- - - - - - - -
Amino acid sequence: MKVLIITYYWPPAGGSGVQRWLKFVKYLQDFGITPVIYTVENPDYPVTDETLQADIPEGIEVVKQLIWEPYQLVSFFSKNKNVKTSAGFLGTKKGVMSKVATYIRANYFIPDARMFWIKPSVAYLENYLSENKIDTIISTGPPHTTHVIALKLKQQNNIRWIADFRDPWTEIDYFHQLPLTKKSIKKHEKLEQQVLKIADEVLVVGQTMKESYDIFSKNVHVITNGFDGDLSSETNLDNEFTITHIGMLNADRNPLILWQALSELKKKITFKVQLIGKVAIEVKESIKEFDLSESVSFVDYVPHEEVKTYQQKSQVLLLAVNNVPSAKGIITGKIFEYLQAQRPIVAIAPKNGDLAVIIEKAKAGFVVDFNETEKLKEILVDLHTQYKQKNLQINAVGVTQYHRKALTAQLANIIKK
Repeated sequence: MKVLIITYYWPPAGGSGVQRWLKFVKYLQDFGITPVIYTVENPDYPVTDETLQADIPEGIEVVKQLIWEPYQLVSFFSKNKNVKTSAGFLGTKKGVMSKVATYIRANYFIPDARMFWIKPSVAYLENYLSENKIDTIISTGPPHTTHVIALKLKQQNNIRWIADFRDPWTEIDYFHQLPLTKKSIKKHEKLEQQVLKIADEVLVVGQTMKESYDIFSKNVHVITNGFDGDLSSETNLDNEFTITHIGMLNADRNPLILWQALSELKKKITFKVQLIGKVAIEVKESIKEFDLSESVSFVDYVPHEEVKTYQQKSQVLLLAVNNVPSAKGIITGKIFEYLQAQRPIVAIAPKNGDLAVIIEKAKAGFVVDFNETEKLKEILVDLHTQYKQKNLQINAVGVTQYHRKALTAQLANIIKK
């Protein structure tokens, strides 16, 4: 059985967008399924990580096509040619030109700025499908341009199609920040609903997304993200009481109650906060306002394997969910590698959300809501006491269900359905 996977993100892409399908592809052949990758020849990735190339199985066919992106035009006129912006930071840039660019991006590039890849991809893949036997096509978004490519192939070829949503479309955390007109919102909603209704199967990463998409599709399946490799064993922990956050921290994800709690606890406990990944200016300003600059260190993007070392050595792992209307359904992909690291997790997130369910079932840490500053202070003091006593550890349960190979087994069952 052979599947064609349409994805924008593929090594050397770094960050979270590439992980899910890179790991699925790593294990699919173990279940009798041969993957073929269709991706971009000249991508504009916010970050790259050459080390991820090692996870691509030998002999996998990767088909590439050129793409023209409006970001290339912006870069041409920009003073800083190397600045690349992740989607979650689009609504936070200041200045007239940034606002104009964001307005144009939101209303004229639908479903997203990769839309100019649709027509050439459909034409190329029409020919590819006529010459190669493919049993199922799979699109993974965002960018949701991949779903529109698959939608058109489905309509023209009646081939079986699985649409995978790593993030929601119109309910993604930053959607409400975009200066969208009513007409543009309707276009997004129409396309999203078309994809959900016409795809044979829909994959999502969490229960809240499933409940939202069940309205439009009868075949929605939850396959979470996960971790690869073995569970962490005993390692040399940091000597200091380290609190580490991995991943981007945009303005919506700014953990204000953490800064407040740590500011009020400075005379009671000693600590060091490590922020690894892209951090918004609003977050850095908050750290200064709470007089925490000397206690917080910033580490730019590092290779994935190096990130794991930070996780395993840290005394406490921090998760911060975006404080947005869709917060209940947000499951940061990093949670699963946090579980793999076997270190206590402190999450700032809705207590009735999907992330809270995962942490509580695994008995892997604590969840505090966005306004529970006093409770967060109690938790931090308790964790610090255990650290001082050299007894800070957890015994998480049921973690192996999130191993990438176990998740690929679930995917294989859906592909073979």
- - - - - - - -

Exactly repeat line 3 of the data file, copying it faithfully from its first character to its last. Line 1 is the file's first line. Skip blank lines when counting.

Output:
């Protein structure tokens, strides 16, 4: 059985967008399924990580096509040619030109700025499908341009199609920040609903997304993200009481109650906060306002394997969910590698959300809501006491269900359905 996977993100892409399908592809052949990758020849990735190339199985066919992106035009006129912006930071840039660019991006590039890849991809893949036997096509978004490519192939070829949503479309955390007109919102909603209704199967990463998409599709399946490799064993922990956050921290994800709690606890406990990944200016300003600059260190993007070392050595792992209307359904992909690291997790997130369910079932840490500053202070003091006593550890349960190979087994069952 052979599947064609349409994805924008593929090594050397770094960050979270590439992980899910890179790991699925790593294990699919173990279940009798041969993957073929269709991706971009000249991508504009916010970050790259050459080390991820090692996870691509030998002999996998990767088909590439050129793409023209409006970001290339912006870069041409920009003073800083190397600045690349992740989607979650689009609504936070200041200045007239940034606002104009964001307005144009939101209303004229639908479903997203990769839309100019649709027509050439459909034409190329029409020919590819006529010459190669493919049993199922799979699109993974965002960018949701991949779903529109698959939608058109489905309509023209009646081939079986699985649409995978790593993030929601119109309910993604930053959607409400975009200066969208009513007409543009309707276009997004129409396309999203078309994809959900016409795809044979829909994959999502969490229960809240499933409940939202069940309205439009009868075949929605939850396959979470996960971790690869073995569970962490005993390692040399940091000597200091380290609190580490991995991943981007945009303005919506700014953990204000953490800064407040740590500011009020400075005379009671000693600590060091490590922020690894892209951090918004609003977050850095908050750290200064709470007089925490000397206690917080910033580490730019590092290779994935190096990130794991930070996780395993840290005394406490921090998760911060975006404080947005869709917060209940947000499951940061990093949670699963946090579980793999076997270190206590402190999450700032809705207590009735999907992330809270995962942490509580695994008995892997604590969840505090966005306004529970006093409770967060109690938790931090308790964790610090255990650290001082050299007894800070957890015994998480049921973690192996999130191993990438176990998740690929679930995917294989859906592909073979």